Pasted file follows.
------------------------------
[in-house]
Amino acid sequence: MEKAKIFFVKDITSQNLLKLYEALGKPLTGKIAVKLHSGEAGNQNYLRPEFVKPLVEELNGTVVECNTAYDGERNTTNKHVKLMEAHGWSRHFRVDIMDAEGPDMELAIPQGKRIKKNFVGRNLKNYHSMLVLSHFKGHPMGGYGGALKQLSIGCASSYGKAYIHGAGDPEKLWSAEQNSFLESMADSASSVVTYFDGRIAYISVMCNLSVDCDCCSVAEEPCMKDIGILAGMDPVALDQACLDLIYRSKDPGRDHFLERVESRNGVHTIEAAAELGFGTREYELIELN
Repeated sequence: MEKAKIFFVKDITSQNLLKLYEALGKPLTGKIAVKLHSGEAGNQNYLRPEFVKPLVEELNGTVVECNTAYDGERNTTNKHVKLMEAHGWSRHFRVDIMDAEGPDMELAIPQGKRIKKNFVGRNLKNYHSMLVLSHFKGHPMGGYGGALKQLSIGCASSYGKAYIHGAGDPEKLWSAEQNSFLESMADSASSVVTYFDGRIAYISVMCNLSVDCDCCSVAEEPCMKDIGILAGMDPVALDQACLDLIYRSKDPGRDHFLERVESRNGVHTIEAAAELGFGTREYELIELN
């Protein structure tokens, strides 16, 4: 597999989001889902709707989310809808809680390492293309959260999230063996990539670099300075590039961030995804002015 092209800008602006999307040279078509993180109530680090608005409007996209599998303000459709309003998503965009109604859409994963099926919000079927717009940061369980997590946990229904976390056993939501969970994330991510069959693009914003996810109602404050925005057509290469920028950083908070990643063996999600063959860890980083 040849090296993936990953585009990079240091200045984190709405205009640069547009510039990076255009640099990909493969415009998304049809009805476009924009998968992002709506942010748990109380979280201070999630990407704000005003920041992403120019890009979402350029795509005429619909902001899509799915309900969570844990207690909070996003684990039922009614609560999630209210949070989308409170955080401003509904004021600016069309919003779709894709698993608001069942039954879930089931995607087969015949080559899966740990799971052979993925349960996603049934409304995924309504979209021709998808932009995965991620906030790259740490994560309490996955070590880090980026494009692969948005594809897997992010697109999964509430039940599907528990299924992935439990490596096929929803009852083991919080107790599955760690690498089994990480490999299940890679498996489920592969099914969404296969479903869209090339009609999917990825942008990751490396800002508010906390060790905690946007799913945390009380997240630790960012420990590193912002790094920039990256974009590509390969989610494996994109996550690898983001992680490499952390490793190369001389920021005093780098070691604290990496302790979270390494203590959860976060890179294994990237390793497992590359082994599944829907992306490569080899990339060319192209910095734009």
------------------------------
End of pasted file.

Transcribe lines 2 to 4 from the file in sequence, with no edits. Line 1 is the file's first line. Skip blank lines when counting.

Amino acid sequence: MEKAKIFFVKDITSQNLLKLYEALGKPLTGKIAVKLHSGEAGNQNYLRPEFVKPLVEELNGTVVECNTAYDGERNTTNKHVKLMEAHGWSRHFRVDIMDAEGPDMELAIPQGKRIKKNFVGRNLKNYHSMLVLSHFKGHPMGGYGGALKQLSIGCASSYGKAYIHGAGDPEKLWSAEQNSFLESMADSASSVVTYFDGRIAYISVMCNLSVDCDCCSVAEEPCMKDIGILAGMDPVALDQACLDLIYRSKDPGRDHFLERVESRNGVHTIEAAAELGFGTREYELIELN
Repeated sequence: MEKAKIFFVKDITSQNLLKLYEALGKPLTGKIAVKLHSGEAGNQNYLRPEFVKPLVEELNGTVVECNTAYDGERNTTNKHVKLMEAHGWSRHFRVDIMDAEGPDMELAIPQGKRIKKNFVGRNLKNYHSMLVLSHFKGHPMGGYGGALKQLSIGCASSYGKAYIHGAGDPEKLWSAEQNSFLESMADSASSVVTYFDGRIAYISVMCNLSVDCDCCSVAEEPCMKDIGILAGMDPVALDQACLDLIYRSKDPGRDHFLERVESRNGVHTIEAAAELGFGTREYELIELN
């Protein structure tokens, strides 16, 4: 597999989001889902709707989310809808809680390492293309959260999230063996990539670099300075590039961030995804002015 092209800008602006999307040279078509993180109530680090608005409007996209599998303000459709309003998503965009109604859409994963099926919000079927717009940061369980997590946990229904976390056993939501969970994330991510069959693009914003996810109602404050925005057509290469920028950083908070990643063996999600063959860890980083 040849090296993936990953585009990079240091200045984190709405205009640069547009510039990076255009640099990909493969415009998304049809009805476009924009998968992002709506942010748990109380979280201070999630990407704000005003920041992403120019890009979402350029795509005429619909902001899509799915309900969570844990207690909070996003684990039922009614609560999630209210949070989308409170955080401003509904004021600016069309919003779709894709698993608001069942039954879930089931995607087969015949080559899966740990799971052979993925349960996603049934409304995924309504979209021709998808932009995965991620906030790259740490994560309490996955070590880090980026494009692969948005594809897997992010697109999964509430039940599907528990299924992935439990490596096929929803009852083991919080107790599955760690690498089994990480490999299940890679498996489920592969099914969404296969479903869209090339009609999917990825942008990751490396800002508010906390060790905690946007799913945390009380997240630790960012420990590193912002790094920039990256974009590509390969989610494996994109996550690898983001992680490499952390490793190369001389920021005093780098070691604290990496302790979270390494203590959860976060890179294994990237390793497992590359082994599944829907992306490569080899990339060319192209910095734009």